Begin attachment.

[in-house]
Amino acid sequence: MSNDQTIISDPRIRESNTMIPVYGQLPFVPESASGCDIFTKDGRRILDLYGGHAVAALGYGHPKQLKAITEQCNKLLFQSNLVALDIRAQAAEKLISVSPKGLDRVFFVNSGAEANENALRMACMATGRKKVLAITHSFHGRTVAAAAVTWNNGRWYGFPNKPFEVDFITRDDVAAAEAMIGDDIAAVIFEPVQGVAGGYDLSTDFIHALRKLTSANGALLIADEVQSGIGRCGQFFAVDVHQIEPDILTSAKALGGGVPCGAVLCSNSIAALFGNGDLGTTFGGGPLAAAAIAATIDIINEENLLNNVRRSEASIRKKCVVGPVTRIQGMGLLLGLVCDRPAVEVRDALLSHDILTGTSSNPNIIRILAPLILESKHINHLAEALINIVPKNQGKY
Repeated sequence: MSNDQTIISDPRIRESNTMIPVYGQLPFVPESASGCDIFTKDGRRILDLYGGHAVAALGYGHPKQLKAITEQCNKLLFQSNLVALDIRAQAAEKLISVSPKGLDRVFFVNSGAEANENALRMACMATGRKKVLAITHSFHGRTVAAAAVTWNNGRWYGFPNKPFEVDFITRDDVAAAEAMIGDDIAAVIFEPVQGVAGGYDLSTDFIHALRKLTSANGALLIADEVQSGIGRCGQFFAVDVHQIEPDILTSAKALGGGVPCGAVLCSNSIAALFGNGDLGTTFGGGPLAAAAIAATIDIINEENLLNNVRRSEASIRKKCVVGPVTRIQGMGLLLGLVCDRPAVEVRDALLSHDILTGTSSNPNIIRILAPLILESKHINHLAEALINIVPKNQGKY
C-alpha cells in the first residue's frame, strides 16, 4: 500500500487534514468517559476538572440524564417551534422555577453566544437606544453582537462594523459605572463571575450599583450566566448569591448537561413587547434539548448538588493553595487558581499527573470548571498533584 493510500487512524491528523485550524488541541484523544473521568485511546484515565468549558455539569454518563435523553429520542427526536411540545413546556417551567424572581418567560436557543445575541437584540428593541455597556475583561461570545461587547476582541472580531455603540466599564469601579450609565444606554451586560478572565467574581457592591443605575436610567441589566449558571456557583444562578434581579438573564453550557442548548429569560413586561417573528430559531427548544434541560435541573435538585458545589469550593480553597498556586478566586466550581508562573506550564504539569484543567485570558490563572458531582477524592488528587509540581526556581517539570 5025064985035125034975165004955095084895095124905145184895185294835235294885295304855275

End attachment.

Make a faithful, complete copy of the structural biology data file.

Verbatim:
[in-house]
Amino acid sequence: MSNDQTIISDPRIRESNTMIPVYGQLPFVPESASGCDIFTKDGRRILDLYGGHAVAALGYGHPKQLKAITEQCNKLLFQSNLVALDIRAQAAEKLISVSPKGLDRVFFVNSGAEANENALRMACMATGRKKVLAITHSFHGRTVAAAAVTWNNGRWYGFPNKPFEVDFITRDDVAAAEAMIGDDIAAVIFEPVQGVAGGYDLSTDFIHALRKLTSANGALLIADEVQSGIGRCGQFFAVDVHQIEPDILTSAKALGGGVPCGAVLCSNSIAALFGNGDLGTTFGGGPLAAAAIAATIDIINEENLLNNVRRSEASIRKKCVVGPVTRIQGMGLLLGLVCDRPAVEVRDALLSHDILTGTSSNPNIIRILAPLILESKHINHLAEALINIVPKNQGKY
Repeated sequence: MSNDQTIISDPRIRESNTMIPVYGQLPFVPESASGCDIFTKDGRRILDLYGGHAVAALGYGHPKQLKAITEQCNKLLFQSNLVALDIRAQAAEKLISVSPKGLDRVFFVNSGAEANENALRMACMATGRKKVLAITHSFHGRTVAAAAVTWNNGRWYGFPNKPFEVDFITRDDVAAAEAMIGDDIAAVIFEPVQGVAGGYDLSTDFIHALRKLTSANGALLIADEVQSGIGRCGQFFAVDVHQIEPDILTSAKALGGGVPCGAVLCSNSIAALFGNGDLGTTFGGGPLAAAAIAATIDIINEENLLNNVRRSEASIRKKCVVGPVTRIQGMGLLLGLVCDRPAVEVRDALLSHDILTGTSSNPNIIRILAPLILESKHINHLAEALINIVPKNQGKY
C-alpha cells in the first residue's frame, strides 16, 4: 500500500487534514468517559476538572440524564417551534422555577453566544437606544453582537462594523459605572463571575450599583450566566448569591448537561413587547434539548448538588493553595487558581499527573470548571498533584 493510500487512524491528523485550524488541541484523544473521568485511546484515565468549558455539569454518563435523553429520542427526536411540545413546556417551567424572581418567560436557543445575541437584540428593541455597556475583561461570545461587547476582541472580531455603540466599564469601579450609565444606554451586560478572565467574581457592591443605575436610567441589566449558571456557583444562578434581579438573564453550557442548548429569560413586561417573528430559531427548544434541560435541573435538585458545589469550593480553597498556586478566586466550581508562573506550564504539569484543567485570558490563572458531582477524592488528587509540581526556581517539570 5025064985035125034975165004955095084895095124905145184895185294835235294885295304855275